I/ITSEC 2016: NATO field HQs go virtual
NATO’s Allied Command Transformation (NATO-ACT) is using this year’s I/ITSEC to demonstrate a new virtual operational headquarters (VOHQ) concept, designed to bring personnel from different nations together in a 3D virtual world.
VOHQ takes inspiration from so-called ‘Second Life’ computer generated environments, allowing participants to connect and share information in real-time using a standard desktop computer. The use of lifelike avatars adds additional realism and allows users to recognise different people they are working with.
One of the main purposes of the new software is rehearsing and preparing for operational deployments, ensuring that staff are well-trained in not just systems but also collaborating as a team.
The VOHQ will replicate the infrastructure and equipment found in a joint operational environment, particularly deployable command posts on operations. Supporting up to 50 people simultaneously, the software could even be used to replicate a building-based operations centre.
This virtual collaborative approach is important for NATO, which consists of 28 nations, as personnel are often in different locations and it consumes critical resources to bring everyone together for real-world training.
‘NATO gets its personnel and its formations from 28 different nations, so they are spread all over the globe and it’s always a challenge to get them together to train them collectively, and individually,’ said Lt Col Dennis Kalendruschat, a German Army officer within NATO-ACT and programme manager for VOHQ.
‘The idea [for VOHQ] is to provide a “one-stop-shop” which provides all the communications you need to talk, to collaborate and to train people,’ he added.
The software can replicate areas within a HQ including an operations room, which can include live feeds from a number of sources, such as unmanned aerial vehicles. Briefing areas can also be replicated with users able to share screens, upload files, and even carry out slide presentations – for instance, with Powerpoint – to a virtual classroom.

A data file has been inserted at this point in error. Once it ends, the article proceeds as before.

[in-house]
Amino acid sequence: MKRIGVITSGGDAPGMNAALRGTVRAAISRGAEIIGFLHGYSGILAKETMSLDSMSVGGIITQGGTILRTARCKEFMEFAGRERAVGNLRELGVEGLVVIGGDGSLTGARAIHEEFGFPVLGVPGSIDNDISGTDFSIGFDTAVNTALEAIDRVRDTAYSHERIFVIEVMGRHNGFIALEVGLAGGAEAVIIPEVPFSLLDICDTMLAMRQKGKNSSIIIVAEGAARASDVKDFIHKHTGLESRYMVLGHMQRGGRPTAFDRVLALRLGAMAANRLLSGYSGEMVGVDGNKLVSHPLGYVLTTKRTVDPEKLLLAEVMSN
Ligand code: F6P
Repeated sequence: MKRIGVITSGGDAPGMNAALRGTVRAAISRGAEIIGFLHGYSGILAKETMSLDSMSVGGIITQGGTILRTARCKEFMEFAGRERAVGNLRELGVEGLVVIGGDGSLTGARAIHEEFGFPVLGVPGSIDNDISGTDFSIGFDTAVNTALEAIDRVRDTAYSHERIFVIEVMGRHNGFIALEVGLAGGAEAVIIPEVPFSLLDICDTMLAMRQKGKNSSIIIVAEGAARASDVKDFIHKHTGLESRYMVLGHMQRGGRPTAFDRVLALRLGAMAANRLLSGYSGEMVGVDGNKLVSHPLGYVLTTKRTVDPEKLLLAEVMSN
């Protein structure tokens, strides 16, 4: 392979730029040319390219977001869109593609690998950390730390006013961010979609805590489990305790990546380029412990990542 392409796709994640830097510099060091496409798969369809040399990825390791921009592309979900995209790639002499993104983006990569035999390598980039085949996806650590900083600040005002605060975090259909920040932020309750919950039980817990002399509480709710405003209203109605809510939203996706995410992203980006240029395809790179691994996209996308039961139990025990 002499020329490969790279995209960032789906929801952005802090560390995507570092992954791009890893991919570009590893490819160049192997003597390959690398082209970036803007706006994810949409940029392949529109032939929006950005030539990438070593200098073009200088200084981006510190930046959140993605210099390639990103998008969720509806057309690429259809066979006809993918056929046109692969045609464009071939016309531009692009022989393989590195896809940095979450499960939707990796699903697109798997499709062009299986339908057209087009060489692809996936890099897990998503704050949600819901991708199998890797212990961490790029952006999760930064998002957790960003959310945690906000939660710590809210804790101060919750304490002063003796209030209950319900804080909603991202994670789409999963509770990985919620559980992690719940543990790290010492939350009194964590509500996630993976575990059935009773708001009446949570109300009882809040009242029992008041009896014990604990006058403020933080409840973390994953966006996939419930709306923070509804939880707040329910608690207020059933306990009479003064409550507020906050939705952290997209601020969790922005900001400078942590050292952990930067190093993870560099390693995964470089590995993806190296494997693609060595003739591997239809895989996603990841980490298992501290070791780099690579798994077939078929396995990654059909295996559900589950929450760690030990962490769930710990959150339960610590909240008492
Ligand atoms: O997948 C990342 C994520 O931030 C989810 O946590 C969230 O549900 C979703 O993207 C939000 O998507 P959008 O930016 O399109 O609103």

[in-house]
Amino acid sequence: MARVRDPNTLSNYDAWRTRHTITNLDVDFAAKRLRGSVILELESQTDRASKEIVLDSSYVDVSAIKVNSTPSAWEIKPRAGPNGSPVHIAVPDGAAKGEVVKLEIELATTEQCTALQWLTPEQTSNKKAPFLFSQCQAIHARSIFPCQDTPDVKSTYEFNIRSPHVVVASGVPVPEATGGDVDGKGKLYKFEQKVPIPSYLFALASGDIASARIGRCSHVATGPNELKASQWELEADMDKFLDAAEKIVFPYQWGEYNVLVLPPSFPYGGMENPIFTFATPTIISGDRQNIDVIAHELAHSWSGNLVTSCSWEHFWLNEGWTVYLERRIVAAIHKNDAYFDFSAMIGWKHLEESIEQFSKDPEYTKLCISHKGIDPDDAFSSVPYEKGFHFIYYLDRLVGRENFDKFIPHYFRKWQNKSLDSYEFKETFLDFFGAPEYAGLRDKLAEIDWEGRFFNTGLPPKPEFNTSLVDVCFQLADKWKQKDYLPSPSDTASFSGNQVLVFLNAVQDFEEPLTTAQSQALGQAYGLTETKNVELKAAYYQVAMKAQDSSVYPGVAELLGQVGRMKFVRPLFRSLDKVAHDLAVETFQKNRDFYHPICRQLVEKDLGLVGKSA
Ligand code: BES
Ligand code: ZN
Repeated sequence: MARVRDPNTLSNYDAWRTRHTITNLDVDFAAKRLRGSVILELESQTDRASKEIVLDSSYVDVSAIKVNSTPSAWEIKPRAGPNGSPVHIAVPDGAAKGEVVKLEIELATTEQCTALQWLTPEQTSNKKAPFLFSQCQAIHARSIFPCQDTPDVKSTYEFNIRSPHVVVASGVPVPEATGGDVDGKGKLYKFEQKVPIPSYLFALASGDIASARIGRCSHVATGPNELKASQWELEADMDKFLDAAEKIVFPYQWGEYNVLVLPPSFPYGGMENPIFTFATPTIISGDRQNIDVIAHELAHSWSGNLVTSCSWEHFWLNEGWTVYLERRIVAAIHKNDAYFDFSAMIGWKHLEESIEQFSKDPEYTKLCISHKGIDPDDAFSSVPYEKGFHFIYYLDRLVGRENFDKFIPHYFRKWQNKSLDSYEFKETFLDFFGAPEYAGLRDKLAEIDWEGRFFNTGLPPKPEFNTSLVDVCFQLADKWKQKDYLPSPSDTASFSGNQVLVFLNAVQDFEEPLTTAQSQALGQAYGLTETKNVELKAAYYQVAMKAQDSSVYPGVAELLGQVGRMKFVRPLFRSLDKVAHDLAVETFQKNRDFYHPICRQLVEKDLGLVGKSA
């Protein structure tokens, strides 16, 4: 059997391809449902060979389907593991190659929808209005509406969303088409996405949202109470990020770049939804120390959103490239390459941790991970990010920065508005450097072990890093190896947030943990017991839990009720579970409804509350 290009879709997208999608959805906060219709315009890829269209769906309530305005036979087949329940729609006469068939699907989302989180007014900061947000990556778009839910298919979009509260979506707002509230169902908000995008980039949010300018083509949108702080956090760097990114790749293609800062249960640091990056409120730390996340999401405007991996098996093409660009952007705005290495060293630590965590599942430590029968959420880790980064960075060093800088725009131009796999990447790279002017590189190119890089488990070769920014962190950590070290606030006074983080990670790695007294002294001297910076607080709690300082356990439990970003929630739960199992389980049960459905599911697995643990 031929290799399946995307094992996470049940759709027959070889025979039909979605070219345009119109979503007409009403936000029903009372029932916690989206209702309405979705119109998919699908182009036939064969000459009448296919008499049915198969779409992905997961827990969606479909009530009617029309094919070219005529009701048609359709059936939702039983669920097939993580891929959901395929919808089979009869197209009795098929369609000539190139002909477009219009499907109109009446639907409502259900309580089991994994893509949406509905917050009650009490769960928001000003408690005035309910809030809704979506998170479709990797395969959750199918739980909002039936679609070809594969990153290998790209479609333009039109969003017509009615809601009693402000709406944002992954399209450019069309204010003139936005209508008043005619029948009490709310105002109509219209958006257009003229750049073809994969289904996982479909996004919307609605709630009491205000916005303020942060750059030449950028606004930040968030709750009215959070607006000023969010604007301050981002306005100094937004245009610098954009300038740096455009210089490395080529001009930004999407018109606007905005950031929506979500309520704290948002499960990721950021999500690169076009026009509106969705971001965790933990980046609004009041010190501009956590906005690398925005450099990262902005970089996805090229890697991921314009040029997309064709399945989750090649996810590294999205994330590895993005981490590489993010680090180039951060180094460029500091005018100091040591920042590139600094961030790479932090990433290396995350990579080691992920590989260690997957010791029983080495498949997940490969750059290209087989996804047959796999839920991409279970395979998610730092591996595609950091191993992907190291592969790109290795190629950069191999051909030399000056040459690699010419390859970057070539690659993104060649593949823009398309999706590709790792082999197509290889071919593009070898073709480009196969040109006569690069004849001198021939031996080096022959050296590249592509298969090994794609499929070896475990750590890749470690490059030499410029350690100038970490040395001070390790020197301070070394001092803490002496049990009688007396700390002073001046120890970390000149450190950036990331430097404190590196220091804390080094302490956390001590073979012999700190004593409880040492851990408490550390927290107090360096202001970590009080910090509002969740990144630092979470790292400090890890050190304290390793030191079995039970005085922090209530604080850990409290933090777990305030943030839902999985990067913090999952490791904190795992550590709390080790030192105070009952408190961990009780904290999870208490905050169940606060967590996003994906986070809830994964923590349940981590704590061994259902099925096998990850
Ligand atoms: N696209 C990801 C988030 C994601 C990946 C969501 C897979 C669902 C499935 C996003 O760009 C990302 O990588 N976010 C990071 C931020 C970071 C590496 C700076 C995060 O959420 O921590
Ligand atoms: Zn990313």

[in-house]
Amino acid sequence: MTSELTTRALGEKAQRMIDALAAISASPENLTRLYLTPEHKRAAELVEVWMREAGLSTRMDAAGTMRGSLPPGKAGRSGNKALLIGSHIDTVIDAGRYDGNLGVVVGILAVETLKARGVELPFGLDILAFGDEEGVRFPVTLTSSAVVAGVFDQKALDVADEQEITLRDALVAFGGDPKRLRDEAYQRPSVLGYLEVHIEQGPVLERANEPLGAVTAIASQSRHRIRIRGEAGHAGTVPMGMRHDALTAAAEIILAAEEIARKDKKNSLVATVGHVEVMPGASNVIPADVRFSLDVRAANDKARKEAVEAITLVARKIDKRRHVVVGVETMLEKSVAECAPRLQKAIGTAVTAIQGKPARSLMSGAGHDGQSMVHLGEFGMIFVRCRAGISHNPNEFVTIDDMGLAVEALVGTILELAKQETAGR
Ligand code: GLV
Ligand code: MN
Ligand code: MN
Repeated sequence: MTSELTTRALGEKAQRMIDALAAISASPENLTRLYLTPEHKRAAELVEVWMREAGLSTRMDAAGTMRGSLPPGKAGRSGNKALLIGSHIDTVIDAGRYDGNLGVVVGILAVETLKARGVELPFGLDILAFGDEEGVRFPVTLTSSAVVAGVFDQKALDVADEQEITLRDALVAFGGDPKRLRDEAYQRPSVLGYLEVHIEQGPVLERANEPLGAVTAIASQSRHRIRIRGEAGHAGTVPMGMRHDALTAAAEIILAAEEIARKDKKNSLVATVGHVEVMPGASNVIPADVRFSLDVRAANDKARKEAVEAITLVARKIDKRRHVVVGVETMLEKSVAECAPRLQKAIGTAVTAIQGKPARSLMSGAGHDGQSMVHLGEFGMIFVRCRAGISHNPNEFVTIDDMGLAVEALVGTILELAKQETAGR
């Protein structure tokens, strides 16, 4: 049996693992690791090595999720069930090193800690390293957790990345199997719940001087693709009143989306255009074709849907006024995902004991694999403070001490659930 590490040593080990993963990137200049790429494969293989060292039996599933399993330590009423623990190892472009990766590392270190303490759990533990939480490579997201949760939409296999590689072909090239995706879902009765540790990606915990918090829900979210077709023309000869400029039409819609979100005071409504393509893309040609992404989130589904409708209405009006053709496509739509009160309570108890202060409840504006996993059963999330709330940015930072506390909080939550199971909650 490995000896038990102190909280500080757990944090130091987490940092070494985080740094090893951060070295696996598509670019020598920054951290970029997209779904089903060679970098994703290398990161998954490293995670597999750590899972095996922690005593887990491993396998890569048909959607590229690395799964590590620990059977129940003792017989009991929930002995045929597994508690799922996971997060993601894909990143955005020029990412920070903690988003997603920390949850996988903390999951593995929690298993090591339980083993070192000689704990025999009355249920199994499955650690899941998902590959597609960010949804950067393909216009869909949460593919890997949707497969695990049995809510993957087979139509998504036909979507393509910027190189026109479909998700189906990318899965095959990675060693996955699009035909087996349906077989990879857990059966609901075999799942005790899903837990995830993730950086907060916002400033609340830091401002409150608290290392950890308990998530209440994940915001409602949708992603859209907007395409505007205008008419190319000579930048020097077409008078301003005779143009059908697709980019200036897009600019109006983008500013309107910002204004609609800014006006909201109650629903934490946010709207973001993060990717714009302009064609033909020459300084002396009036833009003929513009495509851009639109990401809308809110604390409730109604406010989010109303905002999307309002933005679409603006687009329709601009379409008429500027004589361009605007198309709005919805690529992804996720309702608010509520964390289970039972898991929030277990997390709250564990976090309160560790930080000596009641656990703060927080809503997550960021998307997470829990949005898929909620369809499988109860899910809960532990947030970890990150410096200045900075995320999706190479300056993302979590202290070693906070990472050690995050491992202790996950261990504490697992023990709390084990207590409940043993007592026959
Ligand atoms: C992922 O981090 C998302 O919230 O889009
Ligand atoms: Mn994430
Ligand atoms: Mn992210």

‘Sometimes the line between reality and what is virtual gets a little blurry,’ said Kalendruschat. ‘You can even make a phone call from the virtual world into the real world.’
The next stage is to roll out the system – which is still currently in a technology demonstration phase – for a specific nation or headquarters, with a ‘first use case’ likely to occur sometime in 2018. It is planned that the software would be used to prepare formations for NATO’s Trident Juncture 2018 exercise.
‘This would prepare the staff for that exercise,’ said Kalendruschat. ‘We would then conduct a study on the effectiveness of such a system and if it saves resources.’
The system has been developed by Florida-based Engineering & Computer Simulations, a company specialising in learning-technology solutions for both the military and commercial world.
In the future, the training platform could be expanded further as both NATO and partner nations contribute to its development. Another iteration of the technology could see multiple virtual headquarters connected to perform even larger exercises.
For more from I/ITSEC 2016, see our dedicated news page.
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